Past presidents have made big EJ pledges only to see their efforts fade. Now comes the Biden administration with a splashy new initiative.
As announcements go, they don’t get much bigger or more important than one last week from the U.S. Environmental Protection Agency.
“EPA Launches New National Office Dedicated to Advancing Environmental Justice and Civil Rights,” read the press release headline.
In it, Administrator Michael Regan talked about the commitment he and President Joe Biden have made to right the wrongs that have historically impacted communities of color; think Flint and Benton Harbor drinking water crises and Detroit's air quality in the Great Lakes region.
“With the launch of a new national program office, we are embedding environmental justice and civil rights into the DNA of EPA and ensuring that people who’ve struggled to have their concerns addressed see action to solve the problems they’ve been facing for generations,” Regan said.
At the nuts and bolts level, the new EJ office will be elevated to the status of the air and water programs, the traditional pillars of EPA’s work. There will be a $60 billion dollar investment in EJ and “more than 200 policy actions to move the president’s ambitious environmental justice and civil rights agenda forward,” according to the press release.
The new office will be the successor to three existing offices including environmental justice and civil rights compliance.
Heady stuff and good news, right? Sure, but some background is relevant.
This isn’t the first time a presidential administration put a spotlight on environmental justice. Sympathetic Democratic Presidents Bill Clinton and Barack Obama also made EJ pledges.
In 2011 Obama announced a plan to “take a big step forward on environmental justice.” The plan would help federal agencies “integrate environmental justice into the programs they run, the policies they make and the activities they engage in,” according to the announcement on the White House website.
To codify his emphasis on EJ, President Obama brought federal agency executives together to sign a Memorandum of Understanding that committed each agency to development of environmental justice strategies, which Obama said was a “top priority” for his administration.
Before Obama in 1994, President Clinton issued an executive order that directed federal agencies to “develop a strategy for implementing environmental justice” and promote nondiscrimination in federal programs that affect human health and the environment.”
Presumably, if either the Clinton or Obama plans had been successful or even advanced the cause, there would be no need for another big splash environmental justice announcement from the Biden EPA.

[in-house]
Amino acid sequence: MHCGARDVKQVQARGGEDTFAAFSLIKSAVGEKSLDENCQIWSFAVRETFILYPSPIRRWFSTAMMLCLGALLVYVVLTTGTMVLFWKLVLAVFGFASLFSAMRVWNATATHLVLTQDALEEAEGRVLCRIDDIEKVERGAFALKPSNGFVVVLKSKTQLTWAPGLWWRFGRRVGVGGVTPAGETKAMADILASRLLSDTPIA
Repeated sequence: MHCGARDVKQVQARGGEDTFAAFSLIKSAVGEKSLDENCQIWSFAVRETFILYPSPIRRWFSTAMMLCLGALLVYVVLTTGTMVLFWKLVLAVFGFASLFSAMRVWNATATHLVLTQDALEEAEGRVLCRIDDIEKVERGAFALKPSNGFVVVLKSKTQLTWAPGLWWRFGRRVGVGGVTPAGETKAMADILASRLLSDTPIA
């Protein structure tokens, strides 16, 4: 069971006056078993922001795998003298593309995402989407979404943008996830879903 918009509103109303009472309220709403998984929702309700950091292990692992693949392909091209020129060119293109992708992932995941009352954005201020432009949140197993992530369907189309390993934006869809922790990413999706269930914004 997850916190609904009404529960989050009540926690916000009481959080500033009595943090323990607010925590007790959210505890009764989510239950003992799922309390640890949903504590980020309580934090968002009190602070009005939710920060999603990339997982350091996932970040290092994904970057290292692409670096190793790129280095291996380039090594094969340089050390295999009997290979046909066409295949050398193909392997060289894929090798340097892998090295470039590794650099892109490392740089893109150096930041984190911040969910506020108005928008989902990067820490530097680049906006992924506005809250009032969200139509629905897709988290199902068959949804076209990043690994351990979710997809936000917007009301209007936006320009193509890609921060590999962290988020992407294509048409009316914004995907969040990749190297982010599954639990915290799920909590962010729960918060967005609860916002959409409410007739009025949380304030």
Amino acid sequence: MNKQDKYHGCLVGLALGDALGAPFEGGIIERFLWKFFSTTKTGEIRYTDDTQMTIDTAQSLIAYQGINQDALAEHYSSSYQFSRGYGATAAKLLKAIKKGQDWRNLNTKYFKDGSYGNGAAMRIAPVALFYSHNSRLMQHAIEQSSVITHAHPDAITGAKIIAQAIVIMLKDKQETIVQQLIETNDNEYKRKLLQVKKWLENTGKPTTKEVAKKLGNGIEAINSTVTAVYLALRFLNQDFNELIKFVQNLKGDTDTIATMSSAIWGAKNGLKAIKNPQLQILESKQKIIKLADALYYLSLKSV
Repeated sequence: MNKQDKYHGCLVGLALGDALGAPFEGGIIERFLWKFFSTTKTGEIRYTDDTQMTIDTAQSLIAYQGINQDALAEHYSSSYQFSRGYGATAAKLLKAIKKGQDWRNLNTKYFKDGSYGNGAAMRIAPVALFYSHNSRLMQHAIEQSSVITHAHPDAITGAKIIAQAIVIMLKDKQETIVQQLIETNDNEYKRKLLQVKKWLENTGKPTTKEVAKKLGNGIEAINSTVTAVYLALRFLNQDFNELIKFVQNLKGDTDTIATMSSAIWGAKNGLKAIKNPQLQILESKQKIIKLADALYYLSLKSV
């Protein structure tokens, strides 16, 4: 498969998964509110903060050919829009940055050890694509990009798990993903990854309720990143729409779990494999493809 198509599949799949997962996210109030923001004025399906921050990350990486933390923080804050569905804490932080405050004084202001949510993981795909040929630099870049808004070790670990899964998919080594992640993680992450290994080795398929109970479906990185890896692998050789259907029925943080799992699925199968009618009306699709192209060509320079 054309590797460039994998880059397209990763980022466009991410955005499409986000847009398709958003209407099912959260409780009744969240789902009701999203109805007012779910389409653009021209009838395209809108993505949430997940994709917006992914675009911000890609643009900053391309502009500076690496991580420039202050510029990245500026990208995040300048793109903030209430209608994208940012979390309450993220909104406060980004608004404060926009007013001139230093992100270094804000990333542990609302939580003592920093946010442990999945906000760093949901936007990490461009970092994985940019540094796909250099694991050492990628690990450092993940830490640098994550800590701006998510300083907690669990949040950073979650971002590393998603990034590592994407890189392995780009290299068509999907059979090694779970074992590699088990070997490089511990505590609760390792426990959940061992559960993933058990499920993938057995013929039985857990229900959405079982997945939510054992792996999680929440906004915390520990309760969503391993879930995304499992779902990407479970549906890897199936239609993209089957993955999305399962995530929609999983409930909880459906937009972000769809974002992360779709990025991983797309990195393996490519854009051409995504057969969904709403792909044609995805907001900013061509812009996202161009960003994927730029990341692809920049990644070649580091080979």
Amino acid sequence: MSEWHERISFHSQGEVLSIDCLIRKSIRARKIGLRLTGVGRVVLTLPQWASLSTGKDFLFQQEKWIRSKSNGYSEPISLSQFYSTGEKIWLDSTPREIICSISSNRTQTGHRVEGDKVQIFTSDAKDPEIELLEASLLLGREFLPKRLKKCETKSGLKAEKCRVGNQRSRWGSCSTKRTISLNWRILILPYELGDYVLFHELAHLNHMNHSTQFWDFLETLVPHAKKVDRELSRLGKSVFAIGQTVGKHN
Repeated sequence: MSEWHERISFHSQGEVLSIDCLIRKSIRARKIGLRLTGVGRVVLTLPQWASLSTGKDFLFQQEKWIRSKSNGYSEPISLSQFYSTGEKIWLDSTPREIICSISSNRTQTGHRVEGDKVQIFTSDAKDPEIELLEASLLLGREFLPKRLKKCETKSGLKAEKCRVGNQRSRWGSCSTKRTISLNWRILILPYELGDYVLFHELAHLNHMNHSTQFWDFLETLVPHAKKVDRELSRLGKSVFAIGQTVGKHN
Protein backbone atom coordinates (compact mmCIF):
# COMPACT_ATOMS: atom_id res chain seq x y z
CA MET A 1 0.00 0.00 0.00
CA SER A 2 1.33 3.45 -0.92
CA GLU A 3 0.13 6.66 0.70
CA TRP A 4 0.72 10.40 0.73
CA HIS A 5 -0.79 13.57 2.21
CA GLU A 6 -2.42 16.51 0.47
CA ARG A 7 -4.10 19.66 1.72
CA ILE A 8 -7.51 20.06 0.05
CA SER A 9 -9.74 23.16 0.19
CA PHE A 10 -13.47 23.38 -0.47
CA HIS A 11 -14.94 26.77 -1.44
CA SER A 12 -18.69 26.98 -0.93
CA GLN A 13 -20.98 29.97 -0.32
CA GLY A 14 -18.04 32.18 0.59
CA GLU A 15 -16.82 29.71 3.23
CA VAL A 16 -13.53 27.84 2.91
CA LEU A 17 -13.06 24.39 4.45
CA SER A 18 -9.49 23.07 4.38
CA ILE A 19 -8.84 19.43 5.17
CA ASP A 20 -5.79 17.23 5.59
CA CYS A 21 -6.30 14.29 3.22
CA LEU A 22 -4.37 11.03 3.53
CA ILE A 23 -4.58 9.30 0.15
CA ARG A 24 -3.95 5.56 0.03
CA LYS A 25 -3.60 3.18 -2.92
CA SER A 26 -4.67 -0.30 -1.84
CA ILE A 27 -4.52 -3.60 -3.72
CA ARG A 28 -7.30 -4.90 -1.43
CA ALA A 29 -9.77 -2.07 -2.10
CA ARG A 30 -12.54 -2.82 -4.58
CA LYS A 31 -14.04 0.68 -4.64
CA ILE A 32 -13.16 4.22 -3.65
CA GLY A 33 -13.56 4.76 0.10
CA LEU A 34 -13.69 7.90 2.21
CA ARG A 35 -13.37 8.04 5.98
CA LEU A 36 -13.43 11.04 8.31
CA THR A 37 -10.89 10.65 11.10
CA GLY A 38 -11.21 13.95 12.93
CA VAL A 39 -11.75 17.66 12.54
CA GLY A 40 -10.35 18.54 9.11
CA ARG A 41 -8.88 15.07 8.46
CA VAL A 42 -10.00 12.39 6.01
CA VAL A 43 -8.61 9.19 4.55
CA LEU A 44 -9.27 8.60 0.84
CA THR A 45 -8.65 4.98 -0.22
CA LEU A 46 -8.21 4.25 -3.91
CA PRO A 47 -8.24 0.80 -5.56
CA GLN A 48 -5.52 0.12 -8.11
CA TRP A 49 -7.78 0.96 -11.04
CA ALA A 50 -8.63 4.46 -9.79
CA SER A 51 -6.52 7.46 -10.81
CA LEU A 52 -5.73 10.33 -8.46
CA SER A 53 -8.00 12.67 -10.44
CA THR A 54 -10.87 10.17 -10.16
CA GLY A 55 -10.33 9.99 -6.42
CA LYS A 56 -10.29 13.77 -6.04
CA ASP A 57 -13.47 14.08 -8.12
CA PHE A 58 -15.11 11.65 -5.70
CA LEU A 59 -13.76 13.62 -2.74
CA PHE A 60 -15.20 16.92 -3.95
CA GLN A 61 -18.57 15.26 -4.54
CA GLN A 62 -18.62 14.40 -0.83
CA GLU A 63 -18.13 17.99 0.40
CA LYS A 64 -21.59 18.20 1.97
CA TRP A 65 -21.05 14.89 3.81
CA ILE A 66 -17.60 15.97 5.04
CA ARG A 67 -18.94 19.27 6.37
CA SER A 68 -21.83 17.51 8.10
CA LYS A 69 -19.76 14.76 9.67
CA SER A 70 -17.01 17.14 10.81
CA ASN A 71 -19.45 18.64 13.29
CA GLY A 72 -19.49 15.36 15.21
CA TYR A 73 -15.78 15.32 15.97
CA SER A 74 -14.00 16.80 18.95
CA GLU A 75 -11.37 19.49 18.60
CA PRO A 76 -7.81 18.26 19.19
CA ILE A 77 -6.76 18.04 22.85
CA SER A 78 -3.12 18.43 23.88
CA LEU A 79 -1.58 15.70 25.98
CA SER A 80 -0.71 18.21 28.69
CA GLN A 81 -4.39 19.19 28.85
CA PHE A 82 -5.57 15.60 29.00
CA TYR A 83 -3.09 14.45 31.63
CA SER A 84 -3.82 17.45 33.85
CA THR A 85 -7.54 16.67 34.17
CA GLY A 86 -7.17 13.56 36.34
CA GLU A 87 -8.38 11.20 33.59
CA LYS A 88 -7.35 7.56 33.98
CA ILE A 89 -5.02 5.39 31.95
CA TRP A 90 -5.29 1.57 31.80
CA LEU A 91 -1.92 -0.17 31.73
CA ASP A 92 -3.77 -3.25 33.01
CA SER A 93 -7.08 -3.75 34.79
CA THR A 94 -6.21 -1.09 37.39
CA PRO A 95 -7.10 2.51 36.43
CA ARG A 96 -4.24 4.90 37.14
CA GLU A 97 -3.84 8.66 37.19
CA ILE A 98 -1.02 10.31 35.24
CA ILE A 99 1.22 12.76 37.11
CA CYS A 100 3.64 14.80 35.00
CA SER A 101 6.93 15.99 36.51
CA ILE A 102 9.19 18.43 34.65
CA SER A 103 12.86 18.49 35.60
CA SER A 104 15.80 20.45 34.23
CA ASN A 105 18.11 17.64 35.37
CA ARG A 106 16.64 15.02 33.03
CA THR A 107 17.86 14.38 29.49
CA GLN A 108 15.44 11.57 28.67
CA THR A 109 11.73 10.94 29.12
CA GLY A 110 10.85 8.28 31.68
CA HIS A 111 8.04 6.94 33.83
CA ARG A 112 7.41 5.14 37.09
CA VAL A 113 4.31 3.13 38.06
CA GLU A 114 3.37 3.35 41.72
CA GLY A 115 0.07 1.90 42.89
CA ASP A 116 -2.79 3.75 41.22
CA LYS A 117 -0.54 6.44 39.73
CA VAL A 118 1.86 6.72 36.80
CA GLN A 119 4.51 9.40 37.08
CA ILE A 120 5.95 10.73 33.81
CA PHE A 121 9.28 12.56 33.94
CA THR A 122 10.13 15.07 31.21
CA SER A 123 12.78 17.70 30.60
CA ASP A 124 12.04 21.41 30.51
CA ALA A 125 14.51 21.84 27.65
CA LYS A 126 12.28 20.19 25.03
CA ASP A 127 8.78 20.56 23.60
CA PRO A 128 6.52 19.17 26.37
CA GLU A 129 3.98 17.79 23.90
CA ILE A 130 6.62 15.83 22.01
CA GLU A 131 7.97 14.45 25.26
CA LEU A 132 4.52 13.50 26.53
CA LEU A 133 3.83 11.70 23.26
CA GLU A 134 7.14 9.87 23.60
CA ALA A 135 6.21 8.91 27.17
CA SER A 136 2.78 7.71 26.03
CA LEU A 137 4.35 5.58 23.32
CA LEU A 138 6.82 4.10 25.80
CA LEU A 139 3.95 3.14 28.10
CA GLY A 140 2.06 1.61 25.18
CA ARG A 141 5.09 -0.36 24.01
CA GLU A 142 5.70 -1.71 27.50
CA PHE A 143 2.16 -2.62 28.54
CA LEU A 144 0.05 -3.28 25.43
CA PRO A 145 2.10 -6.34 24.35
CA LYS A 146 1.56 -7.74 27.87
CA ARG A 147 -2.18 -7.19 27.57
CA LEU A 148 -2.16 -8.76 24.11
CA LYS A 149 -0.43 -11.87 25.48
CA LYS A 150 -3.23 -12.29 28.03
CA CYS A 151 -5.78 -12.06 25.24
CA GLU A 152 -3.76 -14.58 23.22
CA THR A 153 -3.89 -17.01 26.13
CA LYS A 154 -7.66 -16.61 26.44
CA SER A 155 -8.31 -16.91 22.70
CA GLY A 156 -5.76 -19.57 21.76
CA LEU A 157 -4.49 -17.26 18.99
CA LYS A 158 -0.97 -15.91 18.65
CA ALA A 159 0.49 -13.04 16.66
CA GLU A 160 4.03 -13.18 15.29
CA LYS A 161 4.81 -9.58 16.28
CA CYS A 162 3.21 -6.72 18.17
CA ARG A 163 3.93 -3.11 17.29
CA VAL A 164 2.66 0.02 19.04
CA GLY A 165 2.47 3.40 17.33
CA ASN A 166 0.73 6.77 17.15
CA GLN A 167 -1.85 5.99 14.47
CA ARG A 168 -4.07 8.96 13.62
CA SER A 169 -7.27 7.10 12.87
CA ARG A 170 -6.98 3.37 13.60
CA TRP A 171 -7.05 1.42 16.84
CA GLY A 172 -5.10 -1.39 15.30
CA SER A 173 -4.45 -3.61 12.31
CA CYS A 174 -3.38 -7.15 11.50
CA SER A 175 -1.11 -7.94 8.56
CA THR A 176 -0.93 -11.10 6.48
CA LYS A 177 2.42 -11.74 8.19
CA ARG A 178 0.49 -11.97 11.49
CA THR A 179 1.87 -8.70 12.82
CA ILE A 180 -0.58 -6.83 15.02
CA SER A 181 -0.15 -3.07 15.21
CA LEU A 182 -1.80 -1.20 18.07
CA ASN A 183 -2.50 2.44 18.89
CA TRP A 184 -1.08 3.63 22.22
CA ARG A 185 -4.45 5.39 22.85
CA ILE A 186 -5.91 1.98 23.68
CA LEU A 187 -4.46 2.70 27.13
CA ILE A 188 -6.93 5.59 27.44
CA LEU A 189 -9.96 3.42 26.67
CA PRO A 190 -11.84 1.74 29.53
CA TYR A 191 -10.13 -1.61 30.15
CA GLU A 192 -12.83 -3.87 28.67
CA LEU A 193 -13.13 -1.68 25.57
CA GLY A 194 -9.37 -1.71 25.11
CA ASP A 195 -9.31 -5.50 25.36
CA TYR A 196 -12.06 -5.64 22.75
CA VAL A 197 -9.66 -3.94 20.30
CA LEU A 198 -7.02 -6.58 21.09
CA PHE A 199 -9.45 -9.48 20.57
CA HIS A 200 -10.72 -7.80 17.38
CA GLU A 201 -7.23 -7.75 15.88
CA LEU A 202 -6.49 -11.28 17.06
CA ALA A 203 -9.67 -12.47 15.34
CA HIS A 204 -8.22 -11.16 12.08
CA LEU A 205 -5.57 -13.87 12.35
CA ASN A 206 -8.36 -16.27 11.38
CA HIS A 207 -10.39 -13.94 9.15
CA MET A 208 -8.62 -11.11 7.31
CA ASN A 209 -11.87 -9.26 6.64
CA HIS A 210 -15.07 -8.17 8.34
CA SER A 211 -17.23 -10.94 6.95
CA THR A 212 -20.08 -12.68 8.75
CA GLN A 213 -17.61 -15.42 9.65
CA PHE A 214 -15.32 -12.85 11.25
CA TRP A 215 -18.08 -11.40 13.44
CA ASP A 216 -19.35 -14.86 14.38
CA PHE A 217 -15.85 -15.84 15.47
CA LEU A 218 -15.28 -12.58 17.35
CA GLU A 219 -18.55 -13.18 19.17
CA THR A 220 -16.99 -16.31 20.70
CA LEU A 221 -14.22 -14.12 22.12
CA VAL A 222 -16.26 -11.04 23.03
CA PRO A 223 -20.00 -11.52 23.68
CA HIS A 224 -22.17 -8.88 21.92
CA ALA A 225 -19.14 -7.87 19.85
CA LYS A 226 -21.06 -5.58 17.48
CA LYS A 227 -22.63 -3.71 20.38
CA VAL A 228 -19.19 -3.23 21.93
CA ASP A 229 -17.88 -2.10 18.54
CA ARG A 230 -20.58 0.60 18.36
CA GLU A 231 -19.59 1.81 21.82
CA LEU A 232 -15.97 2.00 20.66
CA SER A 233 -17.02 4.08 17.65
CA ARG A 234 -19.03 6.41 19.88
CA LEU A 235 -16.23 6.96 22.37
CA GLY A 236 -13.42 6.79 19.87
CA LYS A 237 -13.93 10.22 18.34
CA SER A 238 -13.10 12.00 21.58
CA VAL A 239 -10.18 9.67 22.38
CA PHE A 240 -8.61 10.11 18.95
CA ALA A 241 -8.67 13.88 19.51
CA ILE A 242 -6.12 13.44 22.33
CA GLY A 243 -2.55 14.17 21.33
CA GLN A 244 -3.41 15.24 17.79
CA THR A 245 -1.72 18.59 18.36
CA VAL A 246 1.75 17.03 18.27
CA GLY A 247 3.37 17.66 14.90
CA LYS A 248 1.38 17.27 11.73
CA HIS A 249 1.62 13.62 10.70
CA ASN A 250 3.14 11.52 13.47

So now the task falls to Michael Regan, the seemingly affable former top environmental executive from North Carolina who was tabbed for the top EPA job by President Biden.
Can Regan make good on EJ pledges where his predecessors failed? Will he avoid the entrenched bureaucratic tendencies of big federal agencies that focus on process? Or will he defy the odds and fix his attention on delivering positive outcomes, results that actually improve the lives of people in EJ communities?
Regan inherited an EPA that was at best deprioritized and ignored by the Trump administration.
And remember it was the Obama EPA under Gina McCarthy that botched its oversight responsibility that could have prevented or lessened the impact of the Flint water crisis. Years later, there is still a citizen lawsuit against the EPA pending in federal court over the agency’s handling of Flint.
Then came Benton Harbor’s Flint-like water crisis last year where activists had to petition the EPA to intervene as it did in Flint. Similar to Flint, the EPA Inspector General recently announced it is examining the agency’s role in Benton Harbor. That was on Regan’s watch.
The new Biden, Regan EJ initiative has the advantage of a lot of money to distribute and doling out big chunks of money makes for big headlines that imply progress. But federal money can’t cure all ills and is easily squandered.
The real test for Regan will be to change the culture of the EPA to one that aggressively enforces existing laws. And lobbies Congress for new ones where needed. To eliminate a check the box mentality where agency staff can do everything by the book and still not generate a positive outcome for EJ communities.
So let’s give Michael Regan a clean slate to start. Let’s hope he can generate positive EJ outcomes where his predecessors came up short.
Then hold him accountable to his pledge to make life better in environmental justice communities so a future president doesn’t have to announce a big EJ initiative.
Chicago-based environmental journalist